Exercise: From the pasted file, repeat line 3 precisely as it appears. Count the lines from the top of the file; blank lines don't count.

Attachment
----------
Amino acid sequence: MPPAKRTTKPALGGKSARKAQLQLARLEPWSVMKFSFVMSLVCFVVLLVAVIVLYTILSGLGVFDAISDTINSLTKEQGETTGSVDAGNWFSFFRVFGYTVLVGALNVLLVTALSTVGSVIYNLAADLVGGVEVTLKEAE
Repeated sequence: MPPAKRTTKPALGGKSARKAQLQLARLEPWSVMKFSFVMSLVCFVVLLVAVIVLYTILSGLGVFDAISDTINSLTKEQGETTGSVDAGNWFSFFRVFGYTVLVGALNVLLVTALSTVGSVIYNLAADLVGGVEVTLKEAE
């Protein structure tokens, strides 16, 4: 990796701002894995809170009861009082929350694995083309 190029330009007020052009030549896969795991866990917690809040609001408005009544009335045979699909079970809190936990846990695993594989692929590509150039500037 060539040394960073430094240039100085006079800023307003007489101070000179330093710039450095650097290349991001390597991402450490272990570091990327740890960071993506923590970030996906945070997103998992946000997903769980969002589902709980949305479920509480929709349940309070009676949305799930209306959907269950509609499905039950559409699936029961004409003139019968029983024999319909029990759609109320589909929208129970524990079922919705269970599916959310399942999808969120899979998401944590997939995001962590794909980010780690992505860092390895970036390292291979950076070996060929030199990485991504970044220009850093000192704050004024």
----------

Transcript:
């Protein structure tokens, strides 16, 4: 990796701002894995809170009861009082929350694995083309 190029330009007020052009030549896969795991866990917690809040609001408005009544009335045979699909079970809190936990846990695993594989692929590509150039500037 060539040394960073430094240039100085006079800023307003007489101070000179330093710039450095650097290349991001390597991402450490272990570091990327740890960071993506923590970030996906945070997103998992946000997903769980969002589902709980949305479920509480929709349940309070009676949305799930209306959907269950509609499905039950559409699936029961004409003139019968029983024999319909029990759609109320589909929208129970524990079922919705269970599916959310399942999808969120899979998401944590997939995001962590794909980010780690992505860092390895970036390292291979950076070996060929030199990485991504970044220009850093000192704050004024």